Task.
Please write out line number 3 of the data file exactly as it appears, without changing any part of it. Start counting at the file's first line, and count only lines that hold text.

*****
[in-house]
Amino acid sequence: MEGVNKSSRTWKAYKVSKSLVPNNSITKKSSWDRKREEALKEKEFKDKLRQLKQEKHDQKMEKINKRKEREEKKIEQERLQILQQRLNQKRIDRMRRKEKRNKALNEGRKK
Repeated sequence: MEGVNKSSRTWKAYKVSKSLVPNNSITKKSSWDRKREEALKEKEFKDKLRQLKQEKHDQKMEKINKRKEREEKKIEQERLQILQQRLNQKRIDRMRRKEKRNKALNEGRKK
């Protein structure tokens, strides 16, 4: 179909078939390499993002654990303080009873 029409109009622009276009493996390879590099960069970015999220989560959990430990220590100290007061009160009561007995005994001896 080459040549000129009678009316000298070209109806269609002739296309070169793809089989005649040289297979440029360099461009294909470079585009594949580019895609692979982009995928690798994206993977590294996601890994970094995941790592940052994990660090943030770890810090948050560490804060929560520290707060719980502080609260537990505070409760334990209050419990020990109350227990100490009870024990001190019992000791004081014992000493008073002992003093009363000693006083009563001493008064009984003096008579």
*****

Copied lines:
Repeated sequence: MEGVNKSSRTWKAYKVSKSLVPNNSITKKSSWDRKREEALKEKEFKDKLRQLKQEKHDQKMEKINKRKEREEKKIEQERLQILQQRLNQKRIDRMRRKEKRNKALNEGRKK